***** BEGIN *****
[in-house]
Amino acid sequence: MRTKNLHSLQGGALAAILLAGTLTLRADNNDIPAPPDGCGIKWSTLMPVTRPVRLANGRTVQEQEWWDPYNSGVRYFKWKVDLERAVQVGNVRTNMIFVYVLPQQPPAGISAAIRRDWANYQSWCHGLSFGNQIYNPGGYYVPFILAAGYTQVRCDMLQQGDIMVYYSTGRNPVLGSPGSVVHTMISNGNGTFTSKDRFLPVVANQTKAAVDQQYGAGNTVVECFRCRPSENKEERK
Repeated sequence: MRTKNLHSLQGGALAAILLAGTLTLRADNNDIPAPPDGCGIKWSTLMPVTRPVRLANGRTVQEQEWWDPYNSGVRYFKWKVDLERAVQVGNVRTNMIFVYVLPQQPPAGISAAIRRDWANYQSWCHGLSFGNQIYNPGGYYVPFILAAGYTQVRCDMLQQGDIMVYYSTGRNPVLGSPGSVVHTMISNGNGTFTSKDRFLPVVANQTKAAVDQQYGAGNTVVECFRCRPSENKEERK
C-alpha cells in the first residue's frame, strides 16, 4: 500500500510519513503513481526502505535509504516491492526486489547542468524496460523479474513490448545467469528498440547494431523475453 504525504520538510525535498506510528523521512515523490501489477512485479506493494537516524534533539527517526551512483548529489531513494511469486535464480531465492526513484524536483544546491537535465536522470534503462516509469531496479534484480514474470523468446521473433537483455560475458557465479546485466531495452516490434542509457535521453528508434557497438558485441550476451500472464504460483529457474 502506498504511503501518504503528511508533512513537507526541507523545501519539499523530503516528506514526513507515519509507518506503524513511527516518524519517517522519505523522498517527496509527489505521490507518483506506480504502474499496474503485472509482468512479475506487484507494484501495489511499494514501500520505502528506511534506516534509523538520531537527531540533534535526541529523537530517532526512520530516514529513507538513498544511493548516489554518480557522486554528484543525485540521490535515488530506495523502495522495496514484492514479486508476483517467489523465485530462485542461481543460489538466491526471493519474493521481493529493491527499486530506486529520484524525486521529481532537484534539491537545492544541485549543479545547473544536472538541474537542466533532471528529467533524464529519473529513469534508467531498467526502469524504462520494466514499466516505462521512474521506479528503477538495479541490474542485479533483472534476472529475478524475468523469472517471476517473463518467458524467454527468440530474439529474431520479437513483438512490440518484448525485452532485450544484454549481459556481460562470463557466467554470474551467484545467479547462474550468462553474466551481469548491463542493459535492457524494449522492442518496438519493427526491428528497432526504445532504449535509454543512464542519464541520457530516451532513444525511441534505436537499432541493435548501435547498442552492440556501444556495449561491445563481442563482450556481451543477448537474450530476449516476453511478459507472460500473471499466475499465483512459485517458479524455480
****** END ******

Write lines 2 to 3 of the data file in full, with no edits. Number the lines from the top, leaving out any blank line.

Amino acid sequence: MRTKNLHSLQGGALAAILLAGTLTLRADNNDIPAPPDGCGIKWSTLMPVTRPVRLANGRTVQEQEWWDPYNSGVRYFKWKVDLERAVQVGNVRTNMIFVYVLPQQPPAGISAAIRRDWANYQSWCHGLSFGNQIYNPGGYYVPFILAAGYTQVRCDMLQQGDIMVYYSTGRNPVLGSPGSVVHTMISNGNGTFTSKDRFLPVVANQTKAAVDQQYGAGNTVVECFRCRPSENKEERK
Repeated sequence: MRTKNLHSLQGGALAAILLAGTLTLRADNNDIPAPPDGCGIKWSTLMPVTRPVRLANGRTVQEQEWWDPYNSGVRYFKWKVDLERAVQVGNVRTNMIFVYVLPQQPPAGISAAIRRDWANYQSWCHGLSFGNQIYNPGGYYVPFILAAGYTQVRCDMLQQGDIMVYYSTGRNPVLGSPGSVVHTMISNGNGTFTSKDRFLPVVANQTKAAVDQQYGAGNTVVECFRCRPSENKEERK